01 of 10
I compared Jim Lahey's technique for no-knead bread with Jeff Hertzberg and Zoe Francois' Boule recipe from their book Artisan Bread in Five Minutes a Day (St. Martin's Press).
Both breads have very little hands-on time but some very distinct differences, which are illustrated in the following steps. I also looked at a 100% Whole Wheat Sandwich Bread recipe published by King Arthur Flour.
Jim Lahey is the owner of Sullivan Street Bakery in New York City and has developed a minimalist approach to making good bread, easily at home. His widely publicized recipe is found here and contains just four ingredients; flour, water, salt, and yeast. I followed the recipe by mixing up the four ingredients (I used regular, all-purpose flour) and letting the dough sit on the counter overnight, covered with plastic wrap.
02 of 10
Baking the Bread
The next day, I plopped the dough onto a heavily floured counter and folded it two times.
Then I gathered up the four (or more edges) into a ball and moved the whole ball to a floured dishcloth. Not enough flour, apparently, because the dough stuck to the cloth when I tried to dump it into the pot.
The dough rose for two hours. For the last half an hour, I preheated the oven to 450°F with my 3-quart cast iron pot and lid inside.
I removed the pot from the oven and rolled the dough into it, no grease or extra flour. The lid was set back on the pot and it went back into the oven for 30 minutes, as per instructions. To finish baking, I removed the lid and baked for 15 minutes longer.
03 of 10
04 of 10
As a comparative experiment, I ran these loaves side by side on the same day with the same flour, salt, and yeasts. The doughs looked very similar, but the "Artisan Bread…" Boule dough took several teaspoons of yeast, while Lahey's loaf calls for just 1/4 teaspoon. The "Artisan Bread…" dough therefore rose and fell within three hours, while the Lahey dough took the full 18 to show significant yeast activity.
Then you cut off a grapefruit-sized section (shown here) and shape it, placing it on a peel or parchment, before letting it rise. The rest of the dough you can put back in the refrigerator for later on in the week.Continue to 5 of 10 below.
05 of 10
Side by Side Comparison
The other differences between the loaves were baking styles and temperatures. Both take about 2 1/2 hours to rise and bake on the second day and both are quite messy in terms of flour, hands, and slack dough. The Lahey bread bakes in a preheated pot at 450°F while the "Artisan Bread…" bakes at 450°F on a preheated baking stone dusted with flour or cornmeal.
06 of 10
Which Bread is Better?
The taste of "Artisan Bread…" loaf was slightly flatter than the Lahey loaf. This could be due to temperature of the dough, amount of yeast or salt, as well as preconceived ideas (I was expecting this loaf to fail miserably, which it did not - it was a good loaf of bread). The crust of both loaves was hard and crunchy, but the "Artisan Bread…" loaf had a tighter crumb, which is not what we have come to associate with artisan bread (rightly or wrongly).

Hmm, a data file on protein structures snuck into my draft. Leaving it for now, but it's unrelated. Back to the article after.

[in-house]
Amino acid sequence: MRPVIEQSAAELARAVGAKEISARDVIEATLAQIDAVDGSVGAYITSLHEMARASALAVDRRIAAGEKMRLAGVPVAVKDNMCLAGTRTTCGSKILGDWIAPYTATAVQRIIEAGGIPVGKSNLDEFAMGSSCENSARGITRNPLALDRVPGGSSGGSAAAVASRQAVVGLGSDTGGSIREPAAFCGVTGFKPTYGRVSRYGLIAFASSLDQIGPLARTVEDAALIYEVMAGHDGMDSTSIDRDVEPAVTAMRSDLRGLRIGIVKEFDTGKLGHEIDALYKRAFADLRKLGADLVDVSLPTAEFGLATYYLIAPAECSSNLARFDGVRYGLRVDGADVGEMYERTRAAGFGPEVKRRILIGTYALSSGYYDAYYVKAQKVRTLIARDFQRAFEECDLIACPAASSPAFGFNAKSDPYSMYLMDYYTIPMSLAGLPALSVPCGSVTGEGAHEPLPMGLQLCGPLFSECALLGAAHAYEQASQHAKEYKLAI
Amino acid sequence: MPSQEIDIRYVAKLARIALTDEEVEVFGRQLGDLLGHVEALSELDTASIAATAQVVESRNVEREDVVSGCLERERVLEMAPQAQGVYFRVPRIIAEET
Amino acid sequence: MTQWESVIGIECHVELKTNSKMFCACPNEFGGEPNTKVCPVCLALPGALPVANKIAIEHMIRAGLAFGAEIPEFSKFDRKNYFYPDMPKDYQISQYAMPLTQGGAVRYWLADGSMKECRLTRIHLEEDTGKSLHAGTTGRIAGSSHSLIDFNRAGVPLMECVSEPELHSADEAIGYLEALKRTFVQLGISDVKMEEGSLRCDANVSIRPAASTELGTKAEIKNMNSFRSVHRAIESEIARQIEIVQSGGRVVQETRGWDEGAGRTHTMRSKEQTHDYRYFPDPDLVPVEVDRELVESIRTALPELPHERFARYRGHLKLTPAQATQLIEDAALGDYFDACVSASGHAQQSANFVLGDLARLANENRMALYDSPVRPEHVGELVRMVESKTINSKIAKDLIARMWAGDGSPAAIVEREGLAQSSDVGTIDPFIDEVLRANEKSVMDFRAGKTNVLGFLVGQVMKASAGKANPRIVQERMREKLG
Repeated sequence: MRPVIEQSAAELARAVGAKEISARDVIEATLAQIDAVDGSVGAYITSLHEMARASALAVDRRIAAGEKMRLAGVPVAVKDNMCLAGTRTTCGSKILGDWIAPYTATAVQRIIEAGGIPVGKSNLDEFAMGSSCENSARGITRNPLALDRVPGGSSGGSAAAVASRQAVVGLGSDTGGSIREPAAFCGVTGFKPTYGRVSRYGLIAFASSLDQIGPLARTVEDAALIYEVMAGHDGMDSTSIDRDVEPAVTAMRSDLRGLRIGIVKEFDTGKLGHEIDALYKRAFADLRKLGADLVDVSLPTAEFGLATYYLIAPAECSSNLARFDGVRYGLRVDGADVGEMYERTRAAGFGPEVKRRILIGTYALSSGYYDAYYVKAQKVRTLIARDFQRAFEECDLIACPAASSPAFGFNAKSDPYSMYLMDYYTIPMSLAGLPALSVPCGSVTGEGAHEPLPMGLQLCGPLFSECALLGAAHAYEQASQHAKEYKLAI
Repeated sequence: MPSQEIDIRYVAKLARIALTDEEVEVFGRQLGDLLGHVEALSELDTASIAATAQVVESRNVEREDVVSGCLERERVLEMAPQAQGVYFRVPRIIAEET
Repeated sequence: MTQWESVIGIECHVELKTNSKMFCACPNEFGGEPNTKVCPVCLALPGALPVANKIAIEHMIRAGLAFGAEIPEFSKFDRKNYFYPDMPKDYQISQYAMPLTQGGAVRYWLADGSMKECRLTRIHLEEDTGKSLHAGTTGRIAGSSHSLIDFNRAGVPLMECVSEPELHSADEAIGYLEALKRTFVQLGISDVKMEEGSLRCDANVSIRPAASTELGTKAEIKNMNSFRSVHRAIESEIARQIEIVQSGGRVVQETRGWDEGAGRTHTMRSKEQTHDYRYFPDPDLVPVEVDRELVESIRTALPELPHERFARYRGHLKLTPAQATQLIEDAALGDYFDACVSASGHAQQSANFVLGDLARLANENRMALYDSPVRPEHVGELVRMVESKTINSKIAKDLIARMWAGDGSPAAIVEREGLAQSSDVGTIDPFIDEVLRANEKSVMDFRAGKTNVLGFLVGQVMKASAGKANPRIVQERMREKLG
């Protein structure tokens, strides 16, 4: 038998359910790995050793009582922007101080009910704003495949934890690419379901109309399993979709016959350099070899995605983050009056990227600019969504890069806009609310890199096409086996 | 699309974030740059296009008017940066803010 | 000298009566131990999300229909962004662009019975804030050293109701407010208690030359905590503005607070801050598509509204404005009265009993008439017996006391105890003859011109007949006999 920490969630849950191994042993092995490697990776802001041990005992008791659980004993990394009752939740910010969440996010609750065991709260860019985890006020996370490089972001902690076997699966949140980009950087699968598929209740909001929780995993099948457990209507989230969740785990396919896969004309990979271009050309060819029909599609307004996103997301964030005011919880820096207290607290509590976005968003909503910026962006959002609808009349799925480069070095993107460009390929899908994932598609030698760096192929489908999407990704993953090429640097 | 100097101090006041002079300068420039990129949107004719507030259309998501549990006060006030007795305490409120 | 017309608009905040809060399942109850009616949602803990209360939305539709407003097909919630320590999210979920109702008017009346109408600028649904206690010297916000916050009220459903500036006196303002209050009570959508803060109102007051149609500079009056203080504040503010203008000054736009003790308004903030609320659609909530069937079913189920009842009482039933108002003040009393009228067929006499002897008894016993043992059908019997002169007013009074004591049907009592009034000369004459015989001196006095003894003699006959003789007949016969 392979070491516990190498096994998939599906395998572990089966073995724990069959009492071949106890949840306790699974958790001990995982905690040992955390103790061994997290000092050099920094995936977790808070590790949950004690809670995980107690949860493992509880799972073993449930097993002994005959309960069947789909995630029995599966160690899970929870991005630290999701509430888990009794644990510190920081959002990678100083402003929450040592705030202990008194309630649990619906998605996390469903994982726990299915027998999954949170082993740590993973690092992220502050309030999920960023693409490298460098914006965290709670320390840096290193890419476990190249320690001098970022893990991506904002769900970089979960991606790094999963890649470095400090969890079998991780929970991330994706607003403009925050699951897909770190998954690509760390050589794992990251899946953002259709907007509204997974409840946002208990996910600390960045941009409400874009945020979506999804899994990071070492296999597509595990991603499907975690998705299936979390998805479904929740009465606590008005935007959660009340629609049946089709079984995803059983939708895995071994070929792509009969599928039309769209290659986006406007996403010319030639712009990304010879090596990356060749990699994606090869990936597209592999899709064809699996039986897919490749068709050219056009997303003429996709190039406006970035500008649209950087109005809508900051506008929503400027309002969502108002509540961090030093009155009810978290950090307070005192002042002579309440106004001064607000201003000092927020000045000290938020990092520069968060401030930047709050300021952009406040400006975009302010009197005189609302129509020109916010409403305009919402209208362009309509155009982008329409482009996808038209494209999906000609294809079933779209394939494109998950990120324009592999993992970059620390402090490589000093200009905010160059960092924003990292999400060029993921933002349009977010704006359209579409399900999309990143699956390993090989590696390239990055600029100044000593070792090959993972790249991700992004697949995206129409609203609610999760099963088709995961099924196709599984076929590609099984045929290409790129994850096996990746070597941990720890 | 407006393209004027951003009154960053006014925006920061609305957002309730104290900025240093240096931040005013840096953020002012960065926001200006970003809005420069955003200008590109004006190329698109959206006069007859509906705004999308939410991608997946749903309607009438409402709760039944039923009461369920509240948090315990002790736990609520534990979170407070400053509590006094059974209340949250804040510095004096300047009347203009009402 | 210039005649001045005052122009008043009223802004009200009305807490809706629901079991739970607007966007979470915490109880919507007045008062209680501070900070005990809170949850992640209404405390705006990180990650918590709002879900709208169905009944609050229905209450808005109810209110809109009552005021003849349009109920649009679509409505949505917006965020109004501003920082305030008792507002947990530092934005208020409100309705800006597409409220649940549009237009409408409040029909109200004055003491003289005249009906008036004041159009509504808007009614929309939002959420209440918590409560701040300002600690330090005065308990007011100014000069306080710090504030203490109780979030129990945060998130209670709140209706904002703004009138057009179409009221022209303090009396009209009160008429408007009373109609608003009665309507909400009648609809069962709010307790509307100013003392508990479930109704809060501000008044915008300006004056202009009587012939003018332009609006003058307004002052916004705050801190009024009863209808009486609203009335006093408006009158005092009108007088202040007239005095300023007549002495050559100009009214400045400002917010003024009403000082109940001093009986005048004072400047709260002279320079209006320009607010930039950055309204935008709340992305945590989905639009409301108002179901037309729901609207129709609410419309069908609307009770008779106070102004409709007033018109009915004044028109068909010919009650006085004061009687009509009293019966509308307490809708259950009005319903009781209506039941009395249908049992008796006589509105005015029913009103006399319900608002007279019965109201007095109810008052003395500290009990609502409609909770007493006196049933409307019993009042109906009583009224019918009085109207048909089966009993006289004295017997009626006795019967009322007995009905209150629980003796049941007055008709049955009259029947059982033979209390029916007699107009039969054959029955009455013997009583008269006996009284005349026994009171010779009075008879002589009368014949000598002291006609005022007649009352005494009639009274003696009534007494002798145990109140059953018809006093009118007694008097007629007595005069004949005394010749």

I would make the Lahey loaf again, simply because the shaping and baking was a little easier. I am also intrigued by the enriched bread recipes in the Artisan Bread in Five Minutes a Day (St. Martin's Press) and will try one or two of those out.
You might also be interested in a third kind of no-knead bread I made, 100% Whole Wheat Sandwich Bread. If so, read on.
Also, see Step 10 for Bonus Information.
07 of 10
The third bread was the King Arthur Flour recipe for 100% Whole Wheat No-Knead Sandwich Bread. This bread is mixed (preferably in a stand mixer) for three minutes, turned straight into a loaf pan, allowed to rise, then baked at 350°F for about 40 minutes. I used King Arthur White Whole Wheat flour.
08 of 10
What Happened? - 100% Whole Wheat No-Knead Sandwich Bread
This was the easiest bread of the bunch, and it was ready to bake in about 90 minutes. It had good flavor, good rise and held together moderately well. However, it is a sandwich loaf, which naturally has a tighter crumb.
We judged that the crumb was accepting of eggs for French toast and made good melted cheese sandwiches. My husband has requested that this bread be made often.Continue to 9 of 10 below.
09 of 10
So, Is It Worth It To Bake No-Knead Breads?
End Results: I really like the open structure and ease of baking of the Lahey loaf over the "Artisan Bread…" loaf, but the "Artisan Bread…" loaf was good and the book has many variations to try. Both loaves were messy on the counter top and both loaves do well eaten warm.
The 100% Whole Wheat No-Knead Sandwich Bread was the big surprise but cannot be compared to the other two, since it is a sandwich bread with different characteristics.
See Step 10 for Bonus Information especially relevant to people who love German Hard Rolls.
10 of 10
Added Bonus: For those of you looking for really crusty rolls like they make in Germany, I stumbled upon a neat trick for making them. I had cut off a bit of the Lahey dough because my pan was smaller than called for and being the frugal person I am, I decided to bake the extra.
I placed a CorningWare 16-oz. ramekins in the oven to preheat with the pot and place the 1/2 cup or so of leftover dough in it. Back in the oven for 25 minutes (without a lid) and I had a large "Brötchen" that just popped out of the cup, as crusty as I ever had them in Germany! If you had enough ramekins, Lahey's recipe would make 5 or 6 rolls.